A shared-payment QDRO needs to stipulate the amount or percentage of each payment that the alternate payee will receive. Including a formula for determining the amount the alternate payee will receive also is an acceptable way to indicate how the benefit payments should be shared. In addition, the QDRO should include provisions stipulating the number of payments to be made to the alternate payee or how long these payments will be made. The beginning and ending dates for making payments to the alternate payee usually are needed when the QDRO is used to provide child support or alimony. The start date for child support often is the date a DRO becomes a QDRO, while the age of maturity or an age that allows the child to finish college are common ending dates. The ending date for a QDRO used to pay alimony to a former spouse could be the earlier of the date the former spouse remarries or dies.

Separate-interest approach. Instead of splitting each payment, this approach gives the alternate payee an interest in the participant’s retirement benefit that is not tied to the participant. Within the constraints of the pension plan itself, the separate-interest approach allows the alternate payee to decide when, and in what form, he or she will receive benefit payments.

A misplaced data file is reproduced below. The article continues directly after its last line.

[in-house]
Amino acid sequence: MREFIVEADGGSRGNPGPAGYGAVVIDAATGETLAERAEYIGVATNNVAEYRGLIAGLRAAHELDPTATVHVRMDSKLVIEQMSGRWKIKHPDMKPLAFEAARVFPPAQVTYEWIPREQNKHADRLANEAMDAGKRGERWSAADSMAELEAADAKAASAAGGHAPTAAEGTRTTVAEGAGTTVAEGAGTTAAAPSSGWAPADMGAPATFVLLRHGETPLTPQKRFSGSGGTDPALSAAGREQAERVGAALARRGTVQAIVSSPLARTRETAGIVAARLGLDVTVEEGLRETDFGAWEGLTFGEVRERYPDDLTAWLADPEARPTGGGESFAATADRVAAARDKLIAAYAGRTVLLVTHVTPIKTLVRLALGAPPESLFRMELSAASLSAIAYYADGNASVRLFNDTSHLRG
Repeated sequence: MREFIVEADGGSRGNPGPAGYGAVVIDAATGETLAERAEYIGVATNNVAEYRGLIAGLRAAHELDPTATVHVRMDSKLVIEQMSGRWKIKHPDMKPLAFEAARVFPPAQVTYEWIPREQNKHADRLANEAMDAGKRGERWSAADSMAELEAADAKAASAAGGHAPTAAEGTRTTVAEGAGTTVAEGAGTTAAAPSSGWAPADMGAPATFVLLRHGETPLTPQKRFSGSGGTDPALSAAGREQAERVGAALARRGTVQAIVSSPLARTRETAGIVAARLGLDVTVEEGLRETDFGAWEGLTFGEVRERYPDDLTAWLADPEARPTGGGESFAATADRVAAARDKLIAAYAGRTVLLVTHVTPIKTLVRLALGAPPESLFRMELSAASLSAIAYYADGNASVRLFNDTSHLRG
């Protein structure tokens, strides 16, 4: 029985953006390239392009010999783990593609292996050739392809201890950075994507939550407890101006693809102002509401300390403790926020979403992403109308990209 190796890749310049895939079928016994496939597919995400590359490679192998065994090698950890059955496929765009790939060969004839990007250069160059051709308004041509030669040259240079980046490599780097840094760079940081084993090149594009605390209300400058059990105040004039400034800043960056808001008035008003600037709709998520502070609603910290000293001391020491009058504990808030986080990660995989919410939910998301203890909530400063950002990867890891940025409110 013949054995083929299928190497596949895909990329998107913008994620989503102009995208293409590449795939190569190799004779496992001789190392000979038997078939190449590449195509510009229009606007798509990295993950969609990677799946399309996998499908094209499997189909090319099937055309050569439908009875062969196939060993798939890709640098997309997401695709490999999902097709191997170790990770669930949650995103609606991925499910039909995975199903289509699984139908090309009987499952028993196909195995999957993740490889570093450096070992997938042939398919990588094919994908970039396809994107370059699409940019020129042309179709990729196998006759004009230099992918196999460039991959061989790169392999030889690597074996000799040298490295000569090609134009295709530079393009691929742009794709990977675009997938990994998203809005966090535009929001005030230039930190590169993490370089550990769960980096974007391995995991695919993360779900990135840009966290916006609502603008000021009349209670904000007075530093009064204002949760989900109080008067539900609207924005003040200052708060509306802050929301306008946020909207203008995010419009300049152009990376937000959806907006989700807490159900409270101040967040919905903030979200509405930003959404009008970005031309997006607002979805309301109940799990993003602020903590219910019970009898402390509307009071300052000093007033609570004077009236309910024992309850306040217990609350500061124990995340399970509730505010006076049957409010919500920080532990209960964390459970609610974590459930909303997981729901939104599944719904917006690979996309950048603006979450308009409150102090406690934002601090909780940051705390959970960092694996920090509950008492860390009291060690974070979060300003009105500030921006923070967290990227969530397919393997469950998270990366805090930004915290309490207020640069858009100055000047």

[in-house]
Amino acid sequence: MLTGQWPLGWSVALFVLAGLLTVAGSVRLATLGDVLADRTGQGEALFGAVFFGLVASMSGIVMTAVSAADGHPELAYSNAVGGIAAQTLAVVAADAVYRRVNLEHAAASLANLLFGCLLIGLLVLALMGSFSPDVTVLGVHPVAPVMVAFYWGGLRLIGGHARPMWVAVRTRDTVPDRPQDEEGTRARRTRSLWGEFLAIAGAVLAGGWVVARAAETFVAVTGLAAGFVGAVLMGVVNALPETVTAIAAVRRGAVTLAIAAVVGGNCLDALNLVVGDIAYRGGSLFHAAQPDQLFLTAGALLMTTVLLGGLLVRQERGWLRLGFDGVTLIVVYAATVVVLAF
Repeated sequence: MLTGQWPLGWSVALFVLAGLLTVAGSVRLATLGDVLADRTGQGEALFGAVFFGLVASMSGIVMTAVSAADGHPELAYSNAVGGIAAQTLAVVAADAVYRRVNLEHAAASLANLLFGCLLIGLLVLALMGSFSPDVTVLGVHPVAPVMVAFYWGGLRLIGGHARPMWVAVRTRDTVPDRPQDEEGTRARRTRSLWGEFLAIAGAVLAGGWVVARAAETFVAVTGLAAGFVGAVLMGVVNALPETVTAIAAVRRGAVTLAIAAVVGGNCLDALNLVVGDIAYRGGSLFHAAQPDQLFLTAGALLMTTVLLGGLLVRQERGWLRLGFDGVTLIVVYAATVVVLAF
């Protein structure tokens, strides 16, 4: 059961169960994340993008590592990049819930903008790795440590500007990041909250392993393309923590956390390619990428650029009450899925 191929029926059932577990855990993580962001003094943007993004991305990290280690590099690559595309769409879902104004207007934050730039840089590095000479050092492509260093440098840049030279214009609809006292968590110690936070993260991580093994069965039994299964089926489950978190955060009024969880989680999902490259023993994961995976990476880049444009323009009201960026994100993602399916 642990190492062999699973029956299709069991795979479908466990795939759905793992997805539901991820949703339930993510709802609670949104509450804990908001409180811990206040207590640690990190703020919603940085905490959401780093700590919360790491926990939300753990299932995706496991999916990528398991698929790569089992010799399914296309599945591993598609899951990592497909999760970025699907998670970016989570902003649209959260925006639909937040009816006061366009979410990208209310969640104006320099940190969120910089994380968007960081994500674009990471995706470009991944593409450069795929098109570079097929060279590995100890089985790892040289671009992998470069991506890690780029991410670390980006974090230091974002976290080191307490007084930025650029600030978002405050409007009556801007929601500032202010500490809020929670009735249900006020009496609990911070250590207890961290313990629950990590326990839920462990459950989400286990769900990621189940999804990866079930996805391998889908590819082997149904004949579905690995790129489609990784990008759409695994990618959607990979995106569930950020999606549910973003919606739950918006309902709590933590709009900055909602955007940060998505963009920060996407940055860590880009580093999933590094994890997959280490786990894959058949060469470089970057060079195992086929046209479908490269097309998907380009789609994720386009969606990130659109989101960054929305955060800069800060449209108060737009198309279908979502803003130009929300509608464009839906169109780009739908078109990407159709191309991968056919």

A separate-interest QDRO will need to stipulate the dollar amount, percentage of total benefits, or formula that leads to the payment amount the alternate payee will receive. Similar to a shared-interest QDRO, the separate-interest QDRO can stipulate the number of payments that the alternate payee will receive or the period over which the payments will be made. Alternatively, the separate-interest QDRO can simply provide that the alternate payee can decide when and in what form to receive benefit payments, provided the alternate payee’s decision is consistent with the plan’s provisions for distributions to participants.

In addition to determining whether and how to divide the retirement benefits, a CPA should consider whether to give the alternate payee a right to survivor benefits or any other benefits payable under the plan.


A CPA can read the plan’s summary plan description and other plan documents to determine the retirement benefits provided and whether the plan is a defined benefit plan or a defined contribution plan. A defined benefit plan normally uses an actuarial formula that takes into consideration such factors as the expected salary, remaining work life, and expected life of the participant, and the expected rate of return on plan assets to determine the amount and timing of benefit payments. Some defined benefit plans provide for lump-sum payments.

Instead of stipulating the benefits as in a defined benefit plan, a defined contribution plan establishes a separate account for each participant, and the employer generally agrees to put a specific amount into this account. The participant also may contribute to the fund. The size of a participant’s account at any time, including the retirement date, depends on the contributions that have been made to the account and the gains and losses realized from the investment of these contributions. While the employer assumes the risk of having sufficient funds available to pay employees their promised benefit under defined benefit plans, defined contribution plans shift this risk to plan participants—and, thus, to alternate payees.